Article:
As gasoline prices go higher, states consider ways to help motorists
RACHEL MARTIN, HOST:
U.S. consumers continue to feel the pinch of high inflation and high gas prices, which keep getting higher because of Russia's war in Ukraine. The national average, according to AAA, is over $4.30 a gallon. A growing number of states are considering a gas tax suspension to offer drivers some relief. Is that the best option, though? We're going to put that question to Carola Binder, an associate professor of economics at Haverford College in Pennsylvania. Welcome to the program.
CAROLA BINDER: Thanks for having me. I'm happy to be here.
MARTIN: So I don't have to tell you, whenever any of us goes to the gas station, I mean, it just boggles the mind. So, so this idea of a gas tax holiday - how would that work? And would it work to give consumers some relief?
BINDER: Well, there's two types of gas taxes that you pay. There's a federal gas tax and a state gas tax. And a gas tax holiday would either - would put a temporary pause to one or both of those. And, you know, at first, it sounds like a good idea because we really notice these high gas prices. And for a lot of households, they're really causing them a lot of pain. But ultimately, I don't think it's a good idea. The reason is that even though it's the low-income households who are feeling the pain of these high gas prices more, it's actually the high-income households who spend the most on gas. So they'd be getting the highest amount of relief from repealing or reducing this tax. So if we're - if what we're concerned about is low-income households who are really struggling to pay their bills now that gas tax - gas prices are so high, it would be much more effective to just send direct relief to a targeted set of households rather than reducing this gas tax for everyone. And also...
MARTIN: You're talking about, like, a direct stimulus payment to these households?
BINDER: Yes, but just to a limited set of households - right? - just to the lowest-income households who are really, you know, struggling to make ends meet now that gas prices are so high.
MARTIN: Doesn't - stimulus like that, though, adding more money into the economy - doesn't that risk raising inflation even more?
BINDER: Well, a gas tax would also risk raising inflation. And so I'm - what I'm saying is that for the same amount of stimulus you could add to the economy, you could either add it in a really targeted way so that a lot of it went to low-income households, or you could add it kind of spread around among all households. So the amount of revenue that states earn from - or that the federal governments earn from gas taxes, if they're not getting it from the gas tax anymore, they can't get it - they can't give it out in terms - in the form of stimulus, right? So we don't need some big aggregate stimulus right now. We don't need it in the form of lower gas taxes. We might just need a very targeted, more limited amount of stimulus just to low-income households.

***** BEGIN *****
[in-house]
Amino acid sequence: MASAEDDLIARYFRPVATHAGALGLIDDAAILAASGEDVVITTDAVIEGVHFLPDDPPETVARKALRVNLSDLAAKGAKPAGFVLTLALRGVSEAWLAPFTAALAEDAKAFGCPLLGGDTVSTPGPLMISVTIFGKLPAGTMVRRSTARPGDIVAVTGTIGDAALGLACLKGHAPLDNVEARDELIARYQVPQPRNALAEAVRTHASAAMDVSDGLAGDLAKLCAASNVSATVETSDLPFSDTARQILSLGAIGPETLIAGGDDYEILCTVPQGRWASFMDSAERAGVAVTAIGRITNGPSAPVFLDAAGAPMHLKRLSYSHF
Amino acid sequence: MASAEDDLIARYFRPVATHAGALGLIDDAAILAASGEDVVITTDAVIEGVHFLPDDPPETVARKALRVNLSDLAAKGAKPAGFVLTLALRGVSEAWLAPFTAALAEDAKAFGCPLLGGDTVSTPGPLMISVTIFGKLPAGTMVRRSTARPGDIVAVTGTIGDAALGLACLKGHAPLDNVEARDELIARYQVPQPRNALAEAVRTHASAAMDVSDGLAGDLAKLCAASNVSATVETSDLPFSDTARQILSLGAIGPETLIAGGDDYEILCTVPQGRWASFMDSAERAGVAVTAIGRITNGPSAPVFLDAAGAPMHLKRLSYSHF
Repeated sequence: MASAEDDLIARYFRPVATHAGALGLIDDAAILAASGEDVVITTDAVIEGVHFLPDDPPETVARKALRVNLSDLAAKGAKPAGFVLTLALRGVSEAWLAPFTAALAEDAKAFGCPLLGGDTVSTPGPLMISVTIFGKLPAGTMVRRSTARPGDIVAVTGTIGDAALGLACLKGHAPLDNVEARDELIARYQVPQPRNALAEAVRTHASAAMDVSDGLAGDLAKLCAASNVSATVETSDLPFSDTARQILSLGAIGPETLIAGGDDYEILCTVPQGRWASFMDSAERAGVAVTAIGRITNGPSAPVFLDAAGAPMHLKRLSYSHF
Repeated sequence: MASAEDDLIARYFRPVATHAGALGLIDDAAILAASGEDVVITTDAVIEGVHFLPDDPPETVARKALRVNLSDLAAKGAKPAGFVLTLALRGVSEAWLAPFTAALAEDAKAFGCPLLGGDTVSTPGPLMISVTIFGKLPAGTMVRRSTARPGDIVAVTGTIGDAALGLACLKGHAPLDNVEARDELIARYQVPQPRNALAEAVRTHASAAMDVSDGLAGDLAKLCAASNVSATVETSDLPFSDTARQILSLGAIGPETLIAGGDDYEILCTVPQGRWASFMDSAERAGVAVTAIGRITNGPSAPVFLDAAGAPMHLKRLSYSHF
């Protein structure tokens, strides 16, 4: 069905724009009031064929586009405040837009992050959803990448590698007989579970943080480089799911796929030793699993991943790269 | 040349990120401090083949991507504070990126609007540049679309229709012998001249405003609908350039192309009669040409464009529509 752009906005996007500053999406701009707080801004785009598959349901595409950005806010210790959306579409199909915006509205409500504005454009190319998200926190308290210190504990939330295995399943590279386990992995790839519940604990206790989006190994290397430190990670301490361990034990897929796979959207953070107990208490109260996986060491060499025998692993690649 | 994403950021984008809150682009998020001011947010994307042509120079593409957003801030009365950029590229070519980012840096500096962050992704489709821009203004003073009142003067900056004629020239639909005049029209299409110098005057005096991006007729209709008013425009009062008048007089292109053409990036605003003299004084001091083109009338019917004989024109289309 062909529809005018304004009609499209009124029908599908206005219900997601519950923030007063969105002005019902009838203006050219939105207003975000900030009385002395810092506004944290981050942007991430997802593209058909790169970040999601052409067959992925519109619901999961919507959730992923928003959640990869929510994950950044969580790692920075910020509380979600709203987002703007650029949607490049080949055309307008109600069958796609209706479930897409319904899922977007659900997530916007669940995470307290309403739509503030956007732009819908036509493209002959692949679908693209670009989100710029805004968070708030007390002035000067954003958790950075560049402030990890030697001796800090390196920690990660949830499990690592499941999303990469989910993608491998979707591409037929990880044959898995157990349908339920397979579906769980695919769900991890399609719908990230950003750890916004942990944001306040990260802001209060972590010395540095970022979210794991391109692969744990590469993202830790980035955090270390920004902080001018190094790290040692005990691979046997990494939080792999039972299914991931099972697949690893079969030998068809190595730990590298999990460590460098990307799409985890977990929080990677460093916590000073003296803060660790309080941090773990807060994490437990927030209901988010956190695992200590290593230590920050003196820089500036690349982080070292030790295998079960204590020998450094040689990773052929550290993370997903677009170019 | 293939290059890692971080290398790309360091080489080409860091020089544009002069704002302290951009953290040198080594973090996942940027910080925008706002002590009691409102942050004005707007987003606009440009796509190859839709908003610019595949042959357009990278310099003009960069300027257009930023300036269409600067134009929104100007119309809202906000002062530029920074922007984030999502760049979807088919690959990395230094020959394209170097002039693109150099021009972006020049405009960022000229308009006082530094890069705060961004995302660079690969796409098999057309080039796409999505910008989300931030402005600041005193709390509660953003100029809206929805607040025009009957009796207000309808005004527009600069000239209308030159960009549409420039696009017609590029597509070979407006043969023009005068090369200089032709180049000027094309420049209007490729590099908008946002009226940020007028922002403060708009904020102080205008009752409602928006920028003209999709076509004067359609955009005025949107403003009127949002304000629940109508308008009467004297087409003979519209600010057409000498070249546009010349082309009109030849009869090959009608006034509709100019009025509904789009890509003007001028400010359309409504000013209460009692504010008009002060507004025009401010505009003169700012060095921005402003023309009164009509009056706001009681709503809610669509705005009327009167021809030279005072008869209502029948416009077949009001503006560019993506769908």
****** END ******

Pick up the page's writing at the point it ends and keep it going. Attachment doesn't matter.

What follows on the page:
MARTIN: I mean, it's interesting what you point out, right? States still have to pay their own bills.
MARTIN: So if a gas tax is taken away, then presumably, costs end up being passed on to the consumer somewhere else.
BINDER: Right. I mean, they still need to pay their bills. If there were just a reduction in the gas tax and no other taxes added, that would be a boost to aggregate demand. And inflation is already really high right now, so the Fed would just have to offset it with with further rate hikes down the road.
MARTIN: You mentioned at the top, I mean, there's two options here - federal gas tax cut or a state gas tax reprieve. Would there be a different benefit if one happened and not the other?
BINDER: Well, the federal gas tax is a little smaller than most of the state gas taxes. And so I don't think there would be a really huge difference, just the maximum that gas prices could be reduced from a federal gas tax cut would be about 18 cents per gallon. In some states, it could be a little more than that.
MARTIN: But that's still not - wouldn't make a huge difference.
BINDER: Still not - right.
MARTIN: Lastly, some Democrats are proposing a tax on oil companies that are making big money at this moment. This is a so-called windfall tax. Is that a good idea?
BINDER: Honestly, I think that's an even worse idea. That's the so-called windfall profits tax. Well, one reason is that it's not very likely to actually reduce the prices that consumers pay at the pump. And even worse, it's likely to reduce the domestic supply of oil, right? If these oil companies are subject to another tax, that's another cost for them. So that's going to be likely to reduce domestic supply of oil, so it could actually even backfire and raise the prices that consumers pay. So I think that's a very bad idea.
MARTIN: Carola Binder, an associate professor of economics at Haverford College, thank you so much.
BINDER: Sure. Thanks for having me. Transcript provided by NPR, Copyright NPR.